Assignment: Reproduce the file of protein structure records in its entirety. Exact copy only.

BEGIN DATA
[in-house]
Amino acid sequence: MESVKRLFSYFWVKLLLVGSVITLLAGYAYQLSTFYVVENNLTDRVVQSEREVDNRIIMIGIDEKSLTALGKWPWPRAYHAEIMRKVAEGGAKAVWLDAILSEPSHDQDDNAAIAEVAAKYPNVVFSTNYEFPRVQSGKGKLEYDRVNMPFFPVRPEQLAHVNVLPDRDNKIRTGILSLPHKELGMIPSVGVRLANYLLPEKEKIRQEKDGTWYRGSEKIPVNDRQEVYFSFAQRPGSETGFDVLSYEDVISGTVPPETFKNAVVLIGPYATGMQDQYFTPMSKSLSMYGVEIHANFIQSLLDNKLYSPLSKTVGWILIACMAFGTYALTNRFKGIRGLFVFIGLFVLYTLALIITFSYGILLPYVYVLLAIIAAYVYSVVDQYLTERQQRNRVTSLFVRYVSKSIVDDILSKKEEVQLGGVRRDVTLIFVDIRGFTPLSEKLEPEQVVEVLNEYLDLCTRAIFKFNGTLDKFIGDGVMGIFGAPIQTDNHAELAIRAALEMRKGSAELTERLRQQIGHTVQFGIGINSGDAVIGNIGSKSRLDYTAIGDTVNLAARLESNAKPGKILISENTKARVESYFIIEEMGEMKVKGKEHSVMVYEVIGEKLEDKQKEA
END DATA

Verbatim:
[in-house]
Amino acid sequence: MESVKRLFSYFWVKLLLVGSVITLLAGYAYQLSTFYVVENNLTDRVVQSEREVDNRIIMIGIDEKSLTALGKWPWPRAYHAEIMRKVAEGGAKAVWLDAILSEPSHDQDDNAAIAEVAAKYPNVVFSTNYEFPRVQSGKGKLEYDRVNMPFFPVRPEQLAHVNVLPDRDNKIRTGILSLPHKELGMIPSVGVRLANYLLPEKEKIRQEKDGTWYRGSEKIPVNDRQEVYFSFAQRPGSETGFDVLSYEDVISGTVPPETFKNAVVLIGPYATGMQDQYFTPMSKSLSMYGVEIHANFIQSLLDNKLYSPLSKTVGWILIACMAFGTYALTNRFKGIRGLFVFIGLFVLYTLALIITFSYGILLPYVYVLLAIIAAYVYSVVDQYLTERQQRNRVTSLFVRYVSKSIVDDILSKKEEVQLGGVRRDVTLIFVDIRGFTPLSEKLEPEQVVEVLNEYLDLCTRAIFKFNGTLDKFIGDGVMGIFGAPIQTDNHAELAIRAALEMRKGSAELTERLRQQIGHTVQFGIGINSGDAVIGNIGSKSRLDYTAIGDTVNLAARLESNAKPGKILISENTKARVESYFIIEEMGEMKVKGKEHSVMVYEVIGEKLEDKQKEA